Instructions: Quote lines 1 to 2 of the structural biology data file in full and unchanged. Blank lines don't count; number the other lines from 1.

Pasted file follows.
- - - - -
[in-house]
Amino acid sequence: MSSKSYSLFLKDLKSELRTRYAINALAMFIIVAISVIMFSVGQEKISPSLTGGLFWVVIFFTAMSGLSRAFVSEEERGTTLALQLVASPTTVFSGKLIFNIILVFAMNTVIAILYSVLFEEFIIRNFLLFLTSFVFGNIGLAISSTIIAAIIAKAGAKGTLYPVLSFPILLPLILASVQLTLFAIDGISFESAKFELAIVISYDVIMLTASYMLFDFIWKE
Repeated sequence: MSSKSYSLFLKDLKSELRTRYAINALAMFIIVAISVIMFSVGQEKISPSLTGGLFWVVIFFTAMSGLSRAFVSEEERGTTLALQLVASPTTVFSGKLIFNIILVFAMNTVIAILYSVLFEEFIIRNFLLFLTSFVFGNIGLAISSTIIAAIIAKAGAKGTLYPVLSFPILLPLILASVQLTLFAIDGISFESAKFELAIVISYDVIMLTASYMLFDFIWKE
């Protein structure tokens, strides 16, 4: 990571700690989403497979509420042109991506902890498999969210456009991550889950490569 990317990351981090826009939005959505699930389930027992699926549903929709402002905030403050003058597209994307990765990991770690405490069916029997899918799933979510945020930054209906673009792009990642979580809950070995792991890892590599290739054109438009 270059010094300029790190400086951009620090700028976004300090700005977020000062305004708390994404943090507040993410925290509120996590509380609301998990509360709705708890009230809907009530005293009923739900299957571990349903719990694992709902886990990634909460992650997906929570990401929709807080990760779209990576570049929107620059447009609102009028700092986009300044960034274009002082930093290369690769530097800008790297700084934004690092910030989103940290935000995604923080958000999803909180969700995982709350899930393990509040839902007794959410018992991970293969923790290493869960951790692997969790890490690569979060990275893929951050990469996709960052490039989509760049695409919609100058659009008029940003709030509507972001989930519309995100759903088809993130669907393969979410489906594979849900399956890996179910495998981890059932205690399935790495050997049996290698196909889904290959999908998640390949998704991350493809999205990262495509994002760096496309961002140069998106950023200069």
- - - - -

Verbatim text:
[in-house]
Amino acid sequence: MSSKSYSLFLKDLKSELRTRYAINALAMFIIVAISVIMFSVGQEKISPSLTGGLFWVVIFFTAMSGLSRAFVSEEERGTTLALQLVASPTTVFSGKLIFNIILVFAMNTVIAILYSVLFEEFIIRNFLLFLTSFVFGNIGLAISSTIIAAIIAKAGAKGTLYPVLSFPILLPLILASVQLTLFAIDGISFESAKFELAIVISYDVIMLTASYMLFDFIWKE